In another, finally get around to, album review; this week I want to take a look at the Booth Brothers latest recording, Still. This album released at the end of December 2014 with very little promotion/advertising.
The lack of online availability has also kept it away from a portion of the Southern Gospel listening audience. This is actually the third album in a row released by the Booth Brothers they didn’t make available on the digital download sites. Last year’s Isaiah 12:2 and Quartet Style (2013) were also released with very little promotion.
I don’t know if this a specific tactic the Booth Brothers are utilizing since they are no longer with a major record label but it doesn’t seem very wise from a marketing stand point. The old term, out of sight-out of mind, applies in this case. From a listener who only purchases music digitally nowadays, I can tell you I have listened to the Booth Brothers a lot less over the last two years because of the lack of availability to new music.
The mellow country tune, “Dirt On My Hands” was the stand out track on Still. Even with the addition of Paul Lancaster, the Booth Brothers harmony work is still at the top of its game.
That harmony work is also heard on the album’s opening track, “Faith Keeps Walking”. This easy listening tune fits the Booth Brothers style perfectly.
The Booth Brothers give a shout out to the Couriers with the Phil Enloe penned, “I Am The Word”. The production work/arrangement is right out the Couriers playbook. Ronnie takes the lead on this big ballad.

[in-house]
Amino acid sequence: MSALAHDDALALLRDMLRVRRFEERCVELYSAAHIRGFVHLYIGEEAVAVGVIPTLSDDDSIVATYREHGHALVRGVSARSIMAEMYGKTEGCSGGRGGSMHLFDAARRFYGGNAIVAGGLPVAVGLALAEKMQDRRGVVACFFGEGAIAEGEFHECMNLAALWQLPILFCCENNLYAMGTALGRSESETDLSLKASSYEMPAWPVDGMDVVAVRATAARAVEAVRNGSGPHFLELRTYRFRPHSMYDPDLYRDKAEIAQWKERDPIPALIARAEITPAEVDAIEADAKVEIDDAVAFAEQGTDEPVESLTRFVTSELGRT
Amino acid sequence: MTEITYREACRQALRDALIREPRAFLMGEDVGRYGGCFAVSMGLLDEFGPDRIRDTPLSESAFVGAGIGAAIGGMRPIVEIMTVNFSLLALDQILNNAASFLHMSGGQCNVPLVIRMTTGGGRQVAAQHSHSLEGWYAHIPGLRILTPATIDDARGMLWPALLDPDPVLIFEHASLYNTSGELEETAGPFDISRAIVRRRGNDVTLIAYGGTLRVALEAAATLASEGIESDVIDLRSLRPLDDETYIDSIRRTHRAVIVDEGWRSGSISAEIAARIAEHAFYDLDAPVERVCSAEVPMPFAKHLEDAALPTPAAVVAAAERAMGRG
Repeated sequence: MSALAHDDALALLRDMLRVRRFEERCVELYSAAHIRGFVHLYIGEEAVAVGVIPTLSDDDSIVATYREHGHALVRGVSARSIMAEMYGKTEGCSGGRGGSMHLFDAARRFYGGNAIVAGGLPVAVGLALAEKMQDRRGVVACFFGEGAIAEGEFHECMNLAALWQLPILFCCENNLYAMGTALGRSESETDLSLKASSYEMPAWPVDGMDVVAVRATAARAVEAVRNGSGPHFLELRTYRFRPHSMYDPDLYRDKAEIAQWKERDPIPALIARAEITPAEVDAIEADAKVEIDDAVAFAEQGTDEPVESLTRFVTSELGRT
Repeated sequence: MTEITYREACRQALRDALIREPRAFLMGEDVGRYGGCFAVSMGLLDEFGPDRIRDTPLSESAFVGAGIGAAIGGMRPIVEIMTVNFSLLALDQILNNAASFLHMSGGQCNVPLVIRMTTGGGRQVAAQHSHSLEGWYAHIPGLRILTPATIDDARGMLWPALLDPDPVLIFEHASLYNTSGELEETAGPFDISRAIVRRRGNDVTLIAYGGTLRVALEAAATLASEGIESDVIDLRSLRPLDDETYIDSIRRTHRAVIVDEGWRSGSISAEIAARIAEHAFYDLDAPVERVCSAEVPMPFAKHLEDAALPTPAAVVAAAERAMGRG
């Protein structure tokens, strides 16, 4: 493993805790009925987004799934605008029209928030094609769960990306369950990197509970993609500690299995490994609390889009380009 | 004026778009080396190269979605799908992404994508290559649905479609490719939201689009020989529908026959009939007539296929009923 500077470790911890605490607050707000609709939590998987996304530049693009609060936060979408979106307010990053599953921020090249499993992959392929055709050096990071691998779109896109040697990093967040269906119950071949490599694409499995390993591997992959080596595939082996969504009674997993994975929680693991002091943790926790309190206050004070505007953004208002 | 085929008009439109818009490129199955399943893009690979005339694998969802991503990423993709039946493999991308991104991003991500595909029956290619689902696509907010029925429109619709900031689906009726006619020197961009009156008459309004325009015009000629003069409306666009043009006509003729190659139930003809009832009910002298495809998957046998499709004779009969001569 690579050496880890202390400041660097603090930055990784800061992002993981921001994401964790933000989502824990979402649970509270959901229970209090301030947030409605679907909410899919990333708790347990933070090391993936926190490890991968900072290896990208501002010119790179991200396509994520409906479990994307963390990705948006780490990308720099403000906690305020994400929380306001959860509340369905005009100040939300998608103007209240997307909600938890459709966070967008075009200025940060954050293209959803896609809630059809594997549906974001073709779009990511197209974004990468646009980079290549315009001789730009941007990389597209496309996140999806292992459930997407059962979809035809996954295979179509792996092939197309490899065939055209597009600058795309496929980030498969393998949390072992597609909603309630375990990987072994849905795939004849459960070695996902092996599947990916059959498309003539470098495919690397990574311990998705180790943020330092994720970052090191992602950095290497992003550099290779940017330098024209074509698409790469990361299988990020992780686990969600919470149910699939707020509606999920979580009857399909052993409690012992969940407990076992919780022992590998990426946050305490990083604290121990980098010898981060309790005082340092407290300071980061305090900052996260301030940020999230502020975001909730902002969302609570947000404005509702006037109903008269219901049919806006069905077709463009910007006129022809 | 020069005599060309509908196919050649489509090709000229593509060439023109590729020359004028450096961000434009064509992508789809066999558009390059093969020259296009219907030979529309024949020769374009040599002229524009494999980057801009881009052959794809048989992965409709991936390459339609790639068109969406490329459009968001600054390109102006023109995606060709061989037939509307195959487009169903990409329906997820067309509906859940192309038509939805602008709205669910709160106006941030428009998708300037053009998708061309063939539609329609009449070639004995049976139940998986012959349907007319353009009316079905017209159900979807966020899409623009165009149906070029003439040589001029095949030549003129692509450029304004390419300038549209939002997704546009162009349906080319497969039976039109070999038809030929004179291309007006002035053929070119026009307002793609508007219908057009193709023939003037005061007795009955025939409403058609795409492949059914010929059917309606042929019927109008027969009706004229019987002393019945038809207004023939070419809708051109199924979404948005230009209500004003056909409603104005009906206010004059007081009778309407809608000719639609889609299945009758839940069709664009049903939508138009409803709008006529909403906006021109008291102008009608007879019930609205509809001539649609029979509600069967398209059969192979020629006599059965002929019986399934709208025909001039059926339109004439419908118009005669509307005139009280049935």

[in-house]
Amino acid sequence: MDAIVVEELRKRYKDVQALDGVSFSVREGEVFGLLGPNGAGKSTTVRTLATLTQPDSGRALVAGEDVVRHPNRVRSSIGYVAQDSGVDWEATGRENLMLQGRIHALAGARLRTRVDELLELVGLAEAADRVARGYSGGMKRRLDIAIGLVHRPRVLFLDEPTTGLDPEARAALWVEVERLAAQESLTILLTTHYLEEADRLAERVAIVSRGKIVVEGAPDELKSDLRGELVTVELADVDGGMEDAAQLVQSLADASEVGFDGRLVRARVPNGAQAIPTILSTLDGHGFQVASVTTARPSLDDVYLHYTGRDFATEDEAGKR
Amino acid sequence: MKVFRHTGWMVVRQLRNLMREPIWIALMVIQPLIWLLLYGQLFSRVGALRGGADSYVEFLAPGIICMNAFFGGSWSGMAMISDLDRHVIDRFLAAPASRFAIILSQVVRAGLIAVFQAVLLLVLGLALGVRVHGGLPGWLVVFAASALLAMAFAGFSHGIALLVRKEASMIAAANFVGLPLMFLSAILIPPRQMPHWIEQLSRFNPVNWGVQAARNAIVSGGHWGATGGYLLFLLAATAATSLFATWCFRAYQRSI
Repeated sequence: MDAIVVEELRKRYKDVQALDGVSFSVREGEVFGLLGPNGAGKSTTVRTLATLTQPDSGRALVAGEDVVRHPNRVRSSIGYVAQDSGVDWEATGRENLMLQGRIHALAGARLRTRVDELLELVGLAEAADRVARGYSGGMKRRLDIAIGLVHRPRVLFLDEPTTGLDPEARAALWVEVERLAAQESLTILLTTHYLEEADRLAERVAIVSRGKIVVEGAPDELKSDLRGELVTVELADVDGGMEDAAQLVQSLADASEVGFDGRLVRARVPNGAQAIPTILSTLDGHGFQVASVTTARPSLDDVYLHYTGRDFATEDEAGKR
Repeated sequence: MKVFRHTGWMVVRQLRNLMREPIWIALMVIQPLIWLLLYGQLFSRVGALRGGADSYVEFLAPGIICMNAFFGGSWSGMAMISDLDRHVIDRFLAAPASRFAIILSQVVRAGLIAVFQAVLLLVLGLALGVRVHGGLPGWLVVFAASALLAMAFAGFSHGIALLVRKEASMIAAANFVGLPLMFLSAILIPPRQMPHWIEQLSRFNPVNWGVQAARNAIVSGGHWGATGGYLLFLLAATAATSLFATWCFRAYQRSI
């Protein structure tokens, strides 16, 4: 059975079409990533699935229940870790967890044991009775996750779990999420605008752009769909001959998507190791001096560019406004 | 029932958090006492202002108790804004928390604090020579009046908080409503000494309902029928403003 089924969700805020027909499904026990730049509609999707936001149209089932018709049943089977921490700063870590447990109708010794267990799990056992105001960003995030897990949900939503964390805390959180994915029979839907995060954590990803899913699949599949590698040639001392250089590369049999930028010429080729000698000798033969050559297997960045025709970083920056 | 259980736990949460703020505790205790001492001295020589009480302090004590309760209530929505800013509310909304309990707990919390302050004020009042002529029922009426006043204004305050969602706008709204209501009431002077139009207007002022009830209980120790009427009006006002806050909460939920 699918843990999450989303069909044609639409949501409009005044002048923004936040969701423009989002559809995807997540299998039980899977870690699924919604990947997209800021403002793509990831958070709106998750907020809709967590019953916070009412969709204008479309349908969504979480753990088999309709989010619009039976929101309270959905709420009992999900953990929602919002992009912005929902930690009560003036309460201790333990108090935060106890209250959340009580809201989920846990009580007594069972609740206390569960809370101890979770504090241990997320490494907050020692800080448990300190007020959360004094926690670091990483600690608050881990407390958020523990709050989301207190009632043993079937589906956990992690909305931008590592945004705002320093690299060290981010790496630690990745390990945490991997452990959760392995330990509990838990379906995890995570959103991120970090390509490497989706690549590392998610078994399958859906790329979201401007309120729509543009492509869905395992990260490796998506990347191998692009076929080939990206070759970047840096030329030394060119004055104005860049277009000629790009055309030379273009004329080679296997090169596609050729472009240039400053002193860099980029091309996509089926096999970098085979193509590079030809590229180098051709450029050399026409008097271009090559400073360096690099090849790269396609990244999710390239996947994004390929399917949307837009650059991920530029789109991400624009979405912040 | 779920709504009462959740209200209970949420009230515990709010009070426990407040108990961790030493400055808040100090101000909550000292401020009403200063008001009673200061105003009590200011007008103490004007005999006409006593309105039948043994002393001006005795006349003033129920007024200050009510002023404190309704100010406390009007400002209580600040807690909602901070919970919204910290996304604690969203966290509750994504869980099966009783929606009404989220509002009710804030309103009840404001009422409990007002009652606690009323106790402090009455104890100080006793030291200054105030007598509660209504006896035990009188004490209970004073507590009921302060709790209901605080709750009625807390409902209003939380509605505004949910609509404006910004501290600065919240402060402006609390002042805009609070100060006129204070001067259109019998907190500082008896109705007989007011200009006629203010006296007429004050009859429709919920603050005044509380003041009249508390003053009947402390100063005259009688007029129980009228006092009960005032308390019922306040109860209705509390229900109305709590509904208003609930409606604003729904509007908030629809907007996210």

Ronnie also shows his soulful side on the rollicking, “Down By The River”. Gordon Mote recorded this song on his All Things New album with the help of Trace Adkins and the Gaither Vocal Band. While Gordon’s was the better cut, the Booth Brothers still make the song fun and this is the only up-tempo song in a sea of slow to mid-tempo numbers.
I also enjoyed the big band treatment given to the Mosie Lister classic, “Happy Rhythm”. As a listener, you are so used to hearing a bass singer take on this song, that this specific arrangement for a trio really sets it apart from all the quartet versions.
Strongest songs included in order: “Dirt On My Hands”, “I Am The Word”, “Faith Keeps Walking”, “Happy Rhythm”, “Still” and “Down By The River”.
Since this album was never marketed to be a major release for the Booth Brothers, I guess you can’t fault them too much on the song covers. Another cover of Cottrell/Moffitt’s “Jesus Saves” was not a home run.
Also, the Russ Taff era Imperials cover of “Whenever I Speak His Name” did not come close to matching the original cut of this song.
Weakest songs included in order: “Jesus Saves” and “Whenever I Speak His Name”.
The Booth Brothers have dominated the Southern Gospel music market place for over a decade. At this point in their career, they have nothing to prove in terms of album releases. As a listener, I long for the days of albums like The Blind Man Saw It All (2005), The Booth Brothers (2003) and Harmony (2006). Again, they have nothing to prove, I am just a listener after all.
SONG/Featured Vocalist – Songwriter:1. “Faith Keeps Walking”/Ensemble – Jim Brady, Don Poythress, Tony Wood 2. “Happy Rhythm“/Ensemble – Mosie Lister3. “Still”/Michael – Jim Brady, Barry Weeks, Tony Wood 4. “Dirt On My Hands”/Ensemble – Jim Brady, Woody Wright 5. “I Am The Word”/Ronnie – Phillip Enloe 6. “The Touch Of The Master’s Hand”/Paul – John Kramp, Myra Welch 7. “Whenever I Speak His Name”/Ensemble – Russ Taff, Victoria Taff 8. “Down By The River”/Ronnie – Alan Anderson, Mac McAnally 9. “Wildflower (Vicki’s Song)”/Michael – Rebecca Peck 10. “Jesus Saves”/Paul – Travis Cottrell, David Moffitt